Institute for Arts and Humanities launches second 'Moments of Change'

University Park, Pa. -- The year 1900 symbolizes a key moment of transition, a time when the world was experiencing major social and political changes, significant developments in science, technology, and medicine (e.g. the rise of the automobile, airplane, telephone, and the development of the rabies vaccine), population growth and the formation of nations, and the consolidation of capitalism and individualism.

The Penn State Institute for the Arts and Humanities' second annual “Moments of Change” initiative will explore the turn of the 20th century and its lasting impact on global society and culture. The yearlong project will include more than 40 events (e.g. lectures, performances, exhibitions, symposia, etc.) aimed at engaging a multidisciplinary audience of scholars, artists, students and community members.

“In the 25 years between 1889 and 1914, the world experienced the first modern Olympics, the opening of the Eiffel Tower in Paris, the death of philosopher Nietzsche and the publication of Sigmund Freud's pioneering 'Interpretation of Dreams,' ” said Marica Tacconi, director of the Institute for the Arts and Humanities. “The turn of the 20th century revolutionized the lives of many people worldwide. Penn State and guest scholars and artists will explore the socio-cultural, artistic and scientific dynamics that triggered ebbs and flows of ideas in the period leading up to World War I. It was a time of remarkable experimentation, of heated discussion and groundbreaking beliefs marked by the pervasive desire to 'make it new' and to break away from convention and tradition.”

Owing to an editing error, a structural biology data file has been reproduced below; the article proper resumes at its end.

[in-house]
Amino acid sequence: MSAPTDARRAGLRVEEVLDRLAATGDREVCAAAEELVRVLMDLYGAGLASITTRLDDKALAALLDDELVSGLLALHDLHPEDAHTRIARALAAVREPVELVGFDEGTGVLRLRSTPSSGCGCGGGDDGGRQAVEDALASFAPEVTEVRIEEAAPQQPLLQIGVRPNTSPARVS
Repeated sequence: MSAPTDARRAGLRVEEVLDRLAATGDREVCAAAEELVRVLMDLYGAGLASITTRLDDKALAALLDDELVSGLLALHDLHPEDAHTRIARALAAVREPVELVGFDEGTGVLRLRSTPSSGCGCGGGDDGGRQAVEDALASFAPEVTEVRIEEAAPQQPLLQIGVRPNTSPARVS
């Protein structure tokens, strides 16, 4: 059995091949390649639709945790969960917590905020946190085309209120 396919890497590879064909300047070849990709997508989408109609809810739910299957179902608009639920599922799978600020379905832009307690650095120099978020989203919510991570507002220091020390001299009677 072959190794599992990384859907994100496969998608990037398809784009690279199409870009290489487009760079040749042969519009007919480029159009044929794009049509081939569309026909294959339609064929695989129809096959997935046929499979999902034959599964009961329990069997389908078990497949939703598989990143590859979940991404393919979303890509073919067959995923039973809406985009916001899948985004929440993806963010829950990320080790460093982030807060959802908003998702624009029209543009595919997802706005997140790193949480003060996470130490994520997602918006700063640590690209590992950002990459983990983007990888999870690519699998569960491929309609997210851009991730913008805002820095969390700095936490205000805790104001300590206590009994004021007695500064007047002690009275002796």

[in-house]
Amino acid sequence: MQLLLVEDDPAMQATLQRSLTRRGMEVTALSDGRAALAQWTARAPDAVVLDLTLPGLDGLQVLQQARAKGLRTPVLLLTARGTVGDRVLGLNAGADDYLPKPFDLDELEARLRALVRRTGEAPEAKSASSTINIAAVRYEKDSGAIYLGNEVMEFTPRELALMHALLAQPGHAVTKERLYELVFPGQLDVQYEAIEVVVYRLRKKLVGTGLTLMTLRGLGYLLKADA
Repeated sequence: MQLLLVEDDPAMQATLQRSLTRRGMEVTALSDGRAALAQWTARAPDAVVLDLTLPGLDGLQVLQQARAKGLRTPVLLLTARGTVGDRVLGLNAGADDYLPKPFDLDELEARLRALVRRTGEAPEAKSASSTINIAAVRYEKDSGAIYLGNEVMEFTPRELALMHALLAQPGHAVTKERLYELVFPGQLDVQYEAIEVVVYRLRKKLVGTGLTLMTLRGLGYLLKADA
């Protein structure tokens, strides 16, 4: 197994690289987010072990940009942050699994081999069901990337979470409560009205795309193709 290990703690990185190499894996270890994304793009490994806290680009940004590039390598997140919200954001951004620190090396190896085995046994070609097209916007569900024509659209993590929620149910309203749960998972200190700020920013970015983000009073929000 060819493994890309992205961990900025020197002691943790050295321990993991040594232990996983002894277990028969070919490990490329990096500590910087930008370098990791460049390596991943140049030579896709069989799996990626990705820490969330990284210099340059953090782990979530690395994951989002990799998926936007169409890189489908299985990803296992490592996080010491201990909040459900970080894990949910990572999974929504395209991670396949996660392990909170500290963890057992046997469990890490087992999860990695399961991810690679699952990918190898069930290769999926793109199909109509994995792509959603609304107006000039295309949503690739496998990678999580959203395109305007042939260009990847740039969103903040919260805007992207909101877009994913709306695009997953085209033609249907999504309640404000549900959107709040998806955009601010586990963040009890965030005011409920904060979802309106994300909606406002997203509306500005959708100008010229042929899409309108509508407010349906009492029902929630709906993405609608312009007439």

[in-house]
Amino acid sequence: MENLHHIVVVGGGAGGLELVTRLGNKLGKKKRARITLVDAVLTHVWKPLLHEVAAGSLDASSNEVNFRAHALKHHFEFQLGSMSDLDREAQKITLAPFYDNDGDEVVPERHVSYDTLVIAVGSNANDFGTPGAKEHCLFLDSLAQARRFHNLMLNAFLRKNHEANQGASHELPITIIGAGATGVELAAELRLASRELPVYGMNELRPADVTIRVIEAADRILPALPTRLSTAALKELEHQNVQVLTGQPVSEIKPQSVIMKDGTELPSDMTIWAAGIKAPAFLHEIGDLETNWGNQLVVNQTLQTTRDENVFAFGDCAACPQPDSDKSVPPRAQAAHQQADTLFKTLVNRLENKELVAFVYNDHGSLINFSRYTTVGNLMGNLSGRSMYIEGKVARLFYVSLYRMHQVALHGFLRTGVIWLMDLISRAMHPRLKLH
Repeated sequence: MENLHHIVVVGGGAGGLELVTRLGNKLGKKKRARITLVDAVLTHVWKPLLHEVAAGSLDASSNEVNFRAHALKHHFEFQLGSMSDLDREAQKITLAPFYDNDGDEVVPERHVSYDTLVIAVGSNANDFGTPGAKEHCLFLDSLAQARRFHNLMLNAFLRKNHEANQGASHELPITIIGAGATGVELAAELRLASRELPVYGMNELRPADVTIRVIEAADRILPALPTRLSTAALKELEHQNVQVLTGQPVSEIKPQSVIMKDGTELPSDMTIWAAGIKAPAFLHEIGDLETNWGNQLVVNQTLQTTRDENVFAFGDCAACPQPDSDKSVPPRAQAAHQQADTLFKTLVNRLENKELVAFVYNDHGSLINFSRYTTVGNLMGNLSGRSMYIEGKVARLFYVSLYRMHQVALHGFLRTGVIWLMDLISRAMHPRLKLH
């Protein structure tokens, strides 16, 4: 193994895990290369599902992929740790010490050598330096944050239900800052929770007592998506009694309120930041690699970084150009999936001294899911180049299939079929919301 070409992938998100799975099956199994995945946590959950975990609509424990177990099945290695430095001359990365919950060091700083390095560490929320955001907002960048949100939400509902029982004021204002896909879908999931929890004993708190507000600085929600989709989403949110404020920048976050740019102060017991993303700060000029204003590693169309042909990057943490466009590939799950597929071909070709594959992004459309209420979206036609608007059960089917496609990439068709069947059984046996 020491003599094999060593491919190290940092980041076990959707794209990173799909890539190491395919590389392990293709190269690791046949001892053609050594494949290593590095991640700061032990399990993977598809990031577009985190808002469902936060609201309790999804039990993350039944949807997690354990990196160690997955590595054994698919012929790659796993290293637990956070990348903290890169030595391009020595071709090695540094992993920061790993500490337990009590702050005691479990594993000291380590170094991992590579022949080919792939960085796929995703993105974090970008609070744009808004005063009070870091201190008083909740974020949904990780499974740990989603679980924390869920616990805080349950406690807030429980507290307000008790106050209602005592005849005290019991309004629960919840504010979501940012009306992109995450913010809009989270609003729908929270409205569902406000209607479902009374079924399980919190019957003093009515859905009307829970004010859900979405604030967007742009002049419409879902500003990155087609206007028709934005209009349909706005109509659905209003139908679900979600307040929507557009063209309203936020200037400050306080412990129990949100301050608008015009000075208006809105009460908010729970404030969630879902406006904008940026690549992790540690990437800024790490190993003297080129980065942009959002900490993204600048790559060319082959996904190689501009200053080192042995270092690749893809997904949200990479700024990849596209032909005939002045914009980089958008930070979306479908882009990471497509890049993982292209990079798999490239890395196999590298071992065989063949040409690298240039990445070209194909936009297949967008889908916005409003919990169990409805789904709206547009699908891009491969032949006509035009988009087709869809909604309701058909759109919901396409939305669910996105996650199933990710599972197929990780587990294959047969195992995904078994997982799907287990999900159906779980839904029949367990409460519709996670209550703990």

The 2008-09 project “'Astonish Me!' The Turn of the 20th Century (1889-1914)” kicked off at 6:30 p.m. Tuesday, Sept. 9, at the Nittany Lion Inn Alumni Lounge, with the first of four salon evenings featuring music, poetry, food, drink, and lively conversation in the spirit of late 19th-century European salons. Janet Lyon, associate professor of English, women's studies and science, technology and society at Penn State, presented “The Perfect Hostess: Salons and Modernity.” The evening also included a musical performance by School of Music faculty members Jim Lyon (violin) and Sue Haug (piano).

An interdisciplinary roundtable will follow at 3 p.m. Friday, Sept. 12, at the Nittany Lion Inn. In a series of five panels, Penn State faculty from history, philosophy, cinema, the human sciences, literature, art history, architecture, music and theatre will offer an overview of the period by addressing the major achievements, masterpieces and events of the time.

During the Sept. 20 halftime show at the Penn State vs. Temple football game, the Penn State Blue Band will perform music by Dvorak, R. Strauss, De Falla and Holst, composers from that period. Marching bands evolved from military bands at the turn of the 20th century.

Last year, the “Moments of Change” initiative celebrated and addressed the achievements of the early 1600s, a period also characterized by many cultural, artistic, scientific and political transformations.

The “Moments of Change” initiative is made possible in part through a grant from the National Endowment for the Humanities and through the support of several Penn State partners.  The Institute for the Arts and Humanities is a research unit of the Office of the Senior Vice President for Research and is under the sponsorship of the College of Arts and Architecture and the College of the Liberal Arts.

For a complete schedule, visit http://www.iah.psu.edu/programs/moments.shtml online. For information, contact Marica Tacconi, director, Institute for the Arts and Humanities, at (814) 865-0495 or arts-humanities@psu.edu via e-mail.
 

Contacts: 

Marica Tacconi

Work Phone: 
814-865-0495
Last Updated November 18, 2010